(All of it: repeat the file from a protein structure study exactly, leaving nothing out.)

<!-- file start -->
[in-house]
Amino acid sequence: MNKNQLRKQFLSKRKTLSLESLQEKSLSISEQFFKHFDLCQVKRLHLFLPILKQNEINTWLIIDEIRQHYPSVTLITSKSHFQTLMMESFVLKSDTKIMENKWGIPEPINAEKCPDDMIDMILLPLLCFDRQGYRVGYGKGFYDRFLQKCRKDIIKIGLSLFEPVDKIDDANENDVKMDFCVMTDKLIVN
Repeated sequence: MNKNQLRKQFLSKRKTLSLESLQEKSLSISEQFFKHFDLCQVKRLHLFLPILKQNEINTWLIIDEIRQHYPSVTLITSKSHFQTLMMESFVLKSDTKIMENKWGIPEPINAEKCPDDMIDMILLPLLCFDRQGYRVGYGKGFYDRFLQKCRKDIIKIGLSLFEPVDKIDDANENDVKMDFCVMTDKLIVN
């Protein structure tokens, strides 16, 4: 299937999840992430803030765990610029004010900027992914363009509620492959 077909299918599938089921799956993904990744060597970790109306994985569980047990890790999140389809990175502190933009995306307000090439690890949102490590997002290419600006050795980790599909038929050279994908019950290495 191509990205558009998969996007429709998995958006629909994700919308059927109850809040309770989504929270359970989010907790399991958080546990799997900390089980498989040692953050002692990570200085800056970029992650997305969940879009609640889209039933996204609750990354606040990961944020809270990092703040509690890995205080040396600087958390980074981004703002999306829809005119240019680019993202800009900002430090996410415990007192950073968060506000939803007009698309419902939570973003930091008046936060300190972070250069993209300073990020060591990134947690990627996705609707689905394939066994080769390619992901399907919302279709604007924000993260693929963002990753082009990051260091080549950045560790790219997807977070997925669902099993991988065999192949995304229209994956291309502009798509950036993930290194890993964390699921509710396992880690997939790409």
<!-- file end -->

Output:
[in-house]
Amino acid sequence: MNKNQLRKQFLSKRKTLSLESLQEKSLSISEQFFKHFDLCQVKRLHLFLPILKQNEINTWLIIDEIRQHYPSVTLITSKSHFQTLMMESFVLKSDTKIMENKWGIPEPINAEKCPDDMIDMILLPLLCFDRQGYRVGYGKGFYDRFLQKCRKDIIKIGLSLFEPVDKIDDANENDVKMDFCVMTDKLIVN
Repeated sequence: MNKNQLRKQFLSKRKTLSLESLQEKSLSISEQFFKHFDLCQVKRLHLFLPILKQNEINTWLIIDEIRQHYPSVTLITSKSHFQTLMMESFVLKSDTKIMENKWGIPEPINAEKCPDDMIDMILLPLLCFDRQGYRVGYGKGFYDRFLQKCRKDIIKIGLSLFEPVDKIDDANENDVKMDFCVMTDKLIVN
């Protein structure tokens, strides 16, 4: 299937999840992430803030765990610029004010900027992914363009509620492959 077909299918599938089921799956993904990744060597970790109306994985569980047990890790999140389809990175502190933009995306307000090439690890949102490590997002290419600006050795980790599909038929050279994908019950290495 191509990205558009998969996007429709998995958006629909994700919308059927109850809040309770989504929270359970989010907790399991958080546990799997900390089980498989040692953050002692990570200085800056970029992650997305969940879009609640889209039933996204609750990354606040990961944020809270990092703040509690890995205080040396600087958390980074981004703002999306829809005119240019680019993202800009900002430090996410415990007192950073968060506000939803007009698309419902939570973003930091008046936060300190972070250069993209300073990020060591990134947690990627996705609707689905394939066994080769390619992901399907919302279709604007924000993260693929963002990753082009990051260091080549950045560790790219997807977070997925669902099993991988065999192949995304229209994956291309502009798509950036993930290194890993964390699921509710396992880690997939790409």